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As you may know from my social media and blogs, I have a freshman in college this year and a high school senior. By February I will have two 18 year old children. This is an important milestone to be celebrated, but there are so many changes in store when this milestone hits! I thought I would share some knowledge on tasks to undertake and how this can impact financial and legal plans within your household.
Whether your young adult is going to college, studying a trade or jumping right into the workforce be sure you have legal documents in place before they head out the door. As we all know accidents and illnesses can happen to anyone at any time, even young adults. You want to be able to speak to health care providers, keep informed and help them make decisions for your teen once they leave home. While this may sound like you aren’t letting go remember most teens have never made their own appointments or gone to an appointment without us, let alone made important medical decisions on their own. Please note that these are documents everyone should have in place in case they become unable to make decisions for themselves.
What happens if your young adult has an emergency?
Most young adults feel they are invincible. But, as a general rule, young adults or anyone for that matter should appoint another person to make decisions on their behalf in the event of their incapacity. Also, if your adult child is away at university, you may need to sign documents, open/close bank accounts, or prepare other documents on their behalf. Here are some documents they may need in case of an emergency:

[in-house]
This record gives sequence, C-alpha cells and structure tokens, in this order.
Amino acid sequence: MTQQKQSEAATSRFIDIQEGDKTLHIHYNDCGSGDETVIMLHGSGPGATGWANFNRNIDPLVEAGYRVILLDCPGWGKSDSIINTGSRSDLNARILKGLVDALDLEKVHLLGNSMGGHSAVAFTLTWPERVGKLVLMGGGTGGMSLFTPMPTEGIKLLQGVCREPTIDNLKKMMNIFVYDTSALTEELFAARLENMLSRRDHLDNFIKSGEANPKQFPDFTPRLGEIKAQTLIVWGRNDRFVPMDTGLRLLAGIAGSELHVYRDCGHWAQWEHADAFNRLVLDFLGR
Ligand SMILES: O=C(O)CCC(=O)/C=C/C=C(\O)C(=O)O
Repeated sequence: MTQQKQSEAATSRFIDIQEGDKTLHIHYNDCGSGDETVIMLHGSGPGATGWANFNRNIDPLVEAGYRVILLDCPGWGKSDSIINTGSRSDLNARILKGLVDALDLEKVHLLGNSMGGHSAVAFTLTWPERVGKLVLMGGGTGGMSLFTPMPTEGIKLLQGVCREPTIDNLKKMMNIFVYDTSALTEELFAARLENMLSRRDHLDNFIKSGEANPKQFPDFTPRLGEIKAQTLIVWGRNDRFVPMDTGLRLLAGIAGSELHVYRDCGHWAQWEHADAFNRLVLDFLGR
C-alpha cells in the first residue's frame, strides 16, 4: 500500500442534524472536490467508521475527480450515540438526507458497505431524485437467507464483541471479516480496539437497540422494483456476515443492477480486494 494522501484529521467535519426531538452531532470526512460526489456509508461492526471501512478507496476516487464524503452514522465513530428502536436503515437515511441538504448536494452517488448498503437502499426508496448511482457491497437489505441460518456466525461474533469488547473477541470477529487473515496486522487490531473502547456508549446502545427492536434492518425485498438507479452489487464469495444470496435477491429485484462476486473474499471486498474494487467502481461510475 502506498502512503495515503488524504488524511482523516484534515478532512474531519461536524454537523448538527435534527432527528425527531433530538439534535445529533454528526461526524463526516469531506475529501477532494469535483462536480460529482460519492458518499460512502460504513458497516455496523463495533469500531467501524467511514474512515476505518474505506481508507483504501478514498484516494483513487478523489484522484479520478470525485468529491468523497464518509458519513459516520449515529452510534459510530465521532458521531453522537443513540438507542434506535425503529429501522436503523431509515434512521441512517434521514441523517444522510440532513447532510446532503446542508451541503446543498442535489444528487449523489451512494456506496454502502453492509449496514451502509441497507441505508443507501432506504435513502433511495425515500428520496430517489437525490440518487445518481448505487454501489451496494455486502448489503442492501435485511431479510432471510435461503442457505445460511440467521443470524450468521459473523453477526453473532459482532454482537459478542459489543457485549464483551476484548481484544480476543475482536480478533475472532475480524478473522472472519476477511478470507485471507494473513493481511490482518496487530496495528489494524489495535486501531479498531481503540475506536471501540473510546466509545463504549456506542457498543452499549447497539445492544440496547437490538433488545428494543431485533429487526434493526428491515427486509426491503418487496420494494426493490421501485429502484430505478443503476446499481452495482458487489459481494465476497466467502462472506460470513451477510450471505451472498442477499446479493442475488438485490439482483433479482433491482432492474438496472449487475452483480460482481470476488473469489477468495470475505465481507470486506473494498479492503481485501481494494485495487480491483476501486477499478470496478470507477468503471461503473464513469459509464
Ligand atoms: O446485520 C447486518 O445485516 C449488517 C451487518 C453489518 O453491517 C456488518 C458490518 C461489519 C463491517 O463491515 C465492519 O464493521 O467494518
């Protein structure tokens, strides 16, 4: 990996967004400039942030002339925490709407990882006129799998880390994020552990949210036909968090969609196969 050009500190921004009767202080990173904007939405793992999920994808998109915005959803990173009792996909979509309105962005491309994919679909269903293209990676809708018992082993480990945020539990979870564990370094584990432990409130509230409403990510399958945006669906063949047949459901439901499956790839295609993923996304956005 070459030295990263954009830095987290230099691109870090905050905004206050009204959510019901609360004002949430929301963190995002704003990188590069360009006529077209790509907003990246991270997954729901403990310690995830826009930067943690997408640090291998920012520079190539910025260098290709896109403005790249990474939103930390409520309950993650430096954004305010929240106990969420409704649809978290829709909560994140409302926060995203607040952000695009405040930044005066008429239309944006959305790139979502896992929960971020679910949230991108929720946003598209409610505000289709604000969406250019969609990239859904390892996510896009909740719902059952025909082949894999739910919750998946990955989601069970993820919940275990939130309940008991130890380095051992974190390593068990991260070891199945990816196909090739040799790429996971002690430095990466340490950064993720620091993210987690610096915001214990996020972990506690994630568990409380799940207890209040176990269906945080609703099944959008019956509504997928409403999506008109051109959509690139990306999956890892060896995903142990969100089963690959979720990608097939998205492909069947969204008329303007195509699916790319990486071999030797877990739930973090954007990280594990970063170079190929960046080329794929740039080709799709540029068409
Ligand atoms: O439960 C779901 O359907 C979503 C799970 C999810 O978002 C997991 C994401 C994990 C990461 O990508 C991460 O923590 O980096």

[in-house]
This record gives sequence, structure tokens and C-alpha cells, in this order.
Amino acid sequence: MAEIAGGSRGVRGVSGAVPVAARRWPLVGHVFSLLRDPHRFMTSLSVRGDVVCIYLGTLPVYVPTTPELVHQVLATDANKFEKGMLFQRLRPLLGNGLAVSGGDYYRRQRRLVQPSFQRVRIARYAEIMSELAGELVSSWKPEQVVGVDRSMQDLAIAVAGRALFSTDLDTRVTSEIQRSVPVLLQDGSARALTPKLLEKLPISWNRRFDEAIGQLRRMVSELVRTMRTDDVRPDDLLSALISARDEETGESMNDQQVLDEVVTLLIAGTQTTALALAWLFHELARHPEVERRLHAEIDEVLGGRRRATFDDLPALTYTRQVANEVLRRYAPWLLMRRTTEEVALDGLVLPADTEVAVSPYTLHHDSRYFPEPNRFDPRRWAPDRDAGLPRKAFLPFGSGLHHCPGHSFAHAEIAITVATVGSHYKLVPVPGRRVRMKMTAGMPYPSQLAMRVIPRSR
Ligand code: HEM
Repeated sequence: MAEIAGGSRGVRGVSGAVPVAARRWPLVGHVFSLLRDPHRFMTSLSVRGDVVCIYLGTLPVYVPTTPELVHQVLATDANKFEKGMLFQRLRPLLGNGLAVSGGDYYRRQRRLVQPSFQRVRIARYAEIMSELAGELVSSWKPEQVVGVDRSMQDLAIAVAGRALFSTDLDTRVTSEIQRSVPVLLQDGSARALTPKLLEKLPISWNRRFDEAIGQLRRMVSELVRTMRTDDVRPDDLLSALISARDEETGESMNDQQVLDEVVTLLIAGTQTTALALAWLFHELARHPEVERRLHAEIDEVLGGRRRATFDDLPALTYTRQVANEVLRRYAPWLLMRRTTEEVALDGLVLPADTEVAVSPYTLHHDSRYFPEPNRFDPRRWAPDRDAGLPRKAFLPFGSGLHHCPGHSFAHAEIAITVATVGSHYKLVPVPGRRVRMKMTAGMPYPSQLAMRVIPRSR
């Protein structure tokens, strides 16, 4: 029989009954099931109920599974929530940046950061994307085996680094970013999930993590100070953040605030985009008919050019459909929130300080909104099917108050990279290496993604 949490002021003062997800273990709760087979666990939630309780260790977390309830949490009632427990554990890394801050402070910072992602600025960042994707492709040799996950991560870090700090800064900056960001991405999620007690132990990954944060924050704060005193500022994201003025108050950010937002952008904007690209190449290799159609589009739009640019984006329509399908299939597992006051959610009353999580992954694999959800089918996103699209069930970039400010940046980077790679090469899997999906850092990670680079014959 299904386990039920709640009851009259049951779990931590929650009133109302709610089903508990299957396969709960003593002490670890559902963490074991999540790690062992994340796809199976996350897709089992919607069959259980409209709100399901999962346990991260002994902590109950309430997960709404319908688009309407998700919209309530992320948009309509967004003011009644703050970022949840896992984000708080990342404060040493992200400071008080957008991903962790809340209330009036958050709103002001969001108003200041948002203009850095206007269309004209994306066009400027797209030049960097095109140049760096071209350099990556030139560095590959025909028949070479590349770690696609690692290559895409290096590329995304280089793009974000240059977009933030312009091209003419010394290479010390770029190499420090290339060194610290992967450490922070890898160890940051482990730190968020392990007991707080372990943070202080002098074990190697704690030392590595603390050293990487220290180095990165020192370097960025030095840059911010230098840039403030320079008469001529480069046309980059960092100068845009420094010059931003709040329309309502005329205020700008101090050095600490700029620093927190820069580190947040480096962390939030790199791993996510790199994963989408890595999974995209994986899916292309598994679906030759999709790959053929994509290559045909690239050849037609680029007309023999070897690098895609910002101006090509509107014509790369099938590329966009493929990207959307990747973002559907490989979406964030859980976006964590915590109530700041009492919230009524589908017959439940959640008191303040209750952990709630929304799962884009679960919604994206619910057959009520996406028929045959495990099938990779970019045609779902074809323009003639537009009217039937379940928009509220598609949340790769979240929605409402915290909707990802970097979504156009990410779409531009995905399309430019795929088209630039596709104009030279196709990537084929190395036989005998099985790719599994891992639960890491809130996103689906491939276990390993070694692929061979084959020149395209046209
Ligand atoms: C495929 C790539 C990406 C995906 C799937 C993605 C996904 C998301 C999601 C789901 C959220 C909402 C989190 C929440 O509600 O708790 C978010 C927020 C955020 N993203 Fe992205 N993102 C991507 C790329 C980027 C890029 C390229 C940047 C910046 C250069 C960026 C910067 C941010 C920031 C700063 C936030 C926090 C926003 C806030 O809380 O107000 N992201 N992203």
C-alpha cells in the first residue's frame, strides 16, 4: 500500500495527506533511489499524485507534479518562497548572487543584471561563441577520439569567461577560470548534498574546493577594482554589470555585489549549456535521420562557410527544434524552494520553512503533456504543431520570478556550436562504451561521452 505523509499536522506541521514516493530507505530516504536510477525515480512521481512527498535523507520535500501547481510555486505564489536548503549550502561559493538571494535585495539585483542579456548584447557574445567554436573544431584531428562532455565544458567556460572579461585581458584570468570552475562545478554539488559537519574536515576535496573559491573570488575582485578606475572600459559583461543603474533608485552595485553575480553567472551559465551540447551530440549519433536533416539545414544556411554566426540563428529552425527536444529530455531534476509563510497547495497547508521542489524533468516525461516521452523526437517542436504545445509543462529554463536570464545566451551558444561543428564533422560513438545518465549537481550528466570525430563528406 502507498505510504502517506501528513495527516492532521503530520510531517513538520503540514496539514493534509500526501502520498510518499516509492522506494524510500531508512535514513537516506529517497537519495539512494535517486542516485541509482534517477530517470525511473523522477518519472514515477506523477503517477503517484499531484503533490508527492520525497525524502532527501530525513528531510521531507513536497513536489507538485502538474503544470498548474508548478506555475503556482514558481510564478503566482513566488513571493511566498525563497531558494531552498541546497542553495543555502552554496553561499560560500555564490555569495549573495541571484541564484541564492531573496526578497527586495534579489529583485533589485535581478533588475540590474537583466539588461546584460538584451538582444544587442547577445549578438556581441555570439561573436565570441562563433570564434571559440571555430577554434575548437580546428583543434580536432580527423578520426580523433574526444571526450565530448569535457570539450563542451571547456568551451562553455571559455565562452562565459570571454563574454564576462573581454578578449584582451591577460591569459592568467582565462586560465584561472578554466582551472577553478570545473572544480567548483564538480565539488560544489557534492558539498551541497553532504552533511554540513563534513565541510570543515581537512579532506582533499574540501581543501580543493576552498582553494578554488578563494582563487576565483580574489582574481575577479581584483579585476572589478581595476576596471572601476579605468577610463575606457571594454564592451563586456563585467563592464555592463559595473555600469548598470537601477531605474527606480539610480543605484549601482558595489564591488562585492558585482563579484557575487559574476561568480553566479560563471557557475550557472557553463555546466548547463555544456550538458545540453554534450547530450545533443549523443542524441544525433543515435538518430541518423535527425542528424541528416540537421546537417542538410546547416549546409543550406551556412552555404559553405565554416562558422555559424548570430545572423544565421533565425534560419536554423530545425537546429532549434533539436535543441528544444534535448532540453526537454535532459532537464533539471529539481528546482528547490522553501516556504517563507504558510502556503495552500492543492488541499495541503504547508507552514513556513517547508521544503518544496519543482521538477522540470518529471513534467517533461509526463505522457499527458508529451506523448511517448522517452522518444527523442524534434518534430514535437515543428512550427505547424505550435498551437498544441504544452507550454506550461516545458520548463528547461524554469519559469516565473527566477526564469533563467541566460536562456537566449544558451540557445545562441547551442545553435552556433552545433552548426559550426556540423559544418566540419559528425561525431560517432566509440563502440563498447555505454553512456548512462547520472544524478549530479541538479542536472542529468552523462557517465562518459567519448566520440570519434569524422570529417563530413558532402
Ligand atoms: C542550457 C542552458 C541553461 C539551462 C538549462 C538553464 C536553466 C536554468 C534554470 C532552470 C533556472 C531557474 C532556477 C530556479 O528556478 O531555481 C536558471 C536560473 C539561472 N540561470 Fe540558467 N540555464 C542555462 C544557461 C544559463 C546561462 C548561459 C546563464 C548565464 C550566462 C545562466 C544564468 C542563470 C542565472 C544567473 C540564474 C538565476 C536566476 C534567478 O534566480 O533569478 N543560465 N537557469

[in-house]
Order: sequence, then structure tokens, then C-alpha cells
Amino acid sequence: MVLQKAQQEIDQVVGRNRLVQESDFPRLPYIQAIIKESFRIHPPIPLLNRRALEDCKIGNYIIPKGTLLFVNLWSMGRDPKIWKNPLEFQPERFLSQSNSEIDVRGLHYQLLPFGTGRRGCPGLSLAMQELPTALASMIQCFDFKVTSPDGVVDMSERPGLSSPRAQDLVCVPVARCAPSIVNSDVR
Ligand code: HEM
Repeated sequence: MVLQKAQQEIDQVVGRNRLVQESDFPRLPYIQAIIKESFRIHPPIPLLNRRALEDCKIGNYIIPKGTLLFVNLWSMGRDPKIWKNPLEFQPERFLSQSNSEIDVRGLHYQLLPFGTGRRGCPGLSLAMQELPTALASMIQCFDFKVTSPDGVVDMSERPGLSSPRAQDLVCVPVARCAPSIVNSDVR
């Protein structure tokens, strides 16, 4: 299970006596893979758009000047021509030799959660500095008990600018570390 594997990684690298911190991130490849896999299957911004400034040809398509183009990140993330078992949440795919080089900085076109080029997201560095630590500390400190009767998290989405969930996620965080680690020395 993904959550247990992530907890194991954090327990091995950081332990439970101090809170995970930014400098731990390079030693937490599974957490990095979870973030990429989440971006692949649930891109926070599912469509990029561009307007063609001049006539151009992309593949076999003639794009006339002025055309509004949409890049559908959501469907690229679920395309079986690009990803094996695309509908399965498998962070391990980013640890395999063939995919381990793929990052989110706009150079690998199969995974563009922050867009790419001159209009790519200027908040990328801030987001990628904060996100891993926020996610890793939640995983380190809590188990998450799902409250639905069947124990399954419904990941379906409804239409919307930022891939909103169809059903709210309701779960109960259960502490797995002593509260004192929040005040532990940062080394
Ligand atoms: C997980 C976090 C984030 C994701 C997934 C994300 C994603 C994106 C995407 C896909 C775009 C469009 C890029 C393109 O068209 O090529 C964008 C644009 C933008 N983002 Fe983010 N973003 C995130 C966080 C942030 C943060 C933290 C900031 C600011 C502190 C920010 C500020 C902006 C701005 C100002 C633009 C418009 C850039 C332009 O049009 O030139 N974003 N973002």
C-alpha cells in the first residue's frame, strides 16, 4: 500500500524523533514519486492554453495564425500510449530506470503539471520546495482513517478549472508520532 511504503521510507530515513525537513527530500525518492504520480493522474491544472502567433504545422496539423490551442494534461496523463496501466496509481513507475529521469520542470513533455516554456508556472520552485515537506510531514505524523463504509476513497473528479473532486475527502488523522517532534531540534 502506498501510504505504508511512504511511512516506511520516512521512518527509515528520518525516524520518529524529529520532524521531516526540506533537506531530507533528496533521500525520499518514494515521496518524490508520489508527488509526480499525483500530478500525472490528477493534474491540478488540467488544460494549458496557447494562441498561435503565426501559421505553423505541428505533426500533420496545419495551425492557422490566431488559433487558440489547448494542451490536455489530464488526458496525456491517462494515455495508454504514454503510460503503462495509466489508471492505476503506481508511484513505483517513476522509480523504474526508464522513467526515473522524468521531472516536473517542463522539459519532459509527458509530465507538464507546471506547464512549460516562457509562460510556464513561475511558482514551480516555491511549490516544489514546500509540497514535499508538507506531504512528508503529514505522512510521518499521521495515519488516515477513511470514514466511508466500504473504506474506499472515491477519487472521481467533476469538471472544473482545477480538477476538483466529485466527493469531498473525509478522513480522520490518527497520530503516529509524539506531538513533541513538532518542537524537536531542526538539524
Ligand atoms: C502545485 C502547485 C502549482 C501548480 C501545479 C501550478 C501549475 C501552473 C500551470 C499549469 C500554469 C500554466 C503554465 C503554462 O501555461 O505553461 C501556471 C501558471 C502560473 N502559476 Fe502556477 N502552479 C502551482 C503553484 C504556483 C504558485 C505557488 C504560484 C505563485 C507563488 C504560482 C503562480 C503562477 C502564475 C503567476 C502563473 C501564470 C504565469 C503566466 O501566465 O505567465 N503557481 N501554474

Health Care Proxy (also referred to as a healthcare agent or medical power of attorney, a healthcare power of attorney, or durable power of attorney for health care). This authorizes you to make medical decisions on your teen or young adult’s behalf. It gives you access to their medical records and the ability to converse with their medical health care providers. Remember, even if they are still under your health insurance plan that does not give you access to their medical records or the ability to converse with providers. By signing a healthcare proxy, your teen is appointing you to act on their behalf in making medical decisions in case they cannot make those decisions for themselves.
Each state has different laws that govern the execution of a health care proxy (state laws differ on whether a medical proxy has to be notarized or merely witnessed). And, therefore the legal form you sign will be specific to the state where it will be used. In many states, the HIPAA authorization is rolled into the standard medical proxy form. In addition, a healthcare proxy can include a Living Will or you can execute a separate document stating your wishes for end-of-life medical treatment. Alternatively, advance directives (e.g., a living will or do-not-resuscitate (DNR)) help guide the specific decisions of doctors and caregivers if a person becomes incapacitated and incapable of expressing his or her wishes regarding medical treatment.
HIPAA (Health Insurance Portability and Accountability Act) authorization (also called a HIPAA release). This is a narrower document in that allows healthcare providers to disclose your teen’s healthcare information to whomever they specify.
This document alone will often be enough for you to get information from the health care institution treating your child. In a HIPAA authorization, a young adult can stipulate that they don’t want to disclose information about sex, drugs, mental health, or other details that they prefer to keep private. As with the broader healthcare proxy, a HIPAA release can also include a Living Will.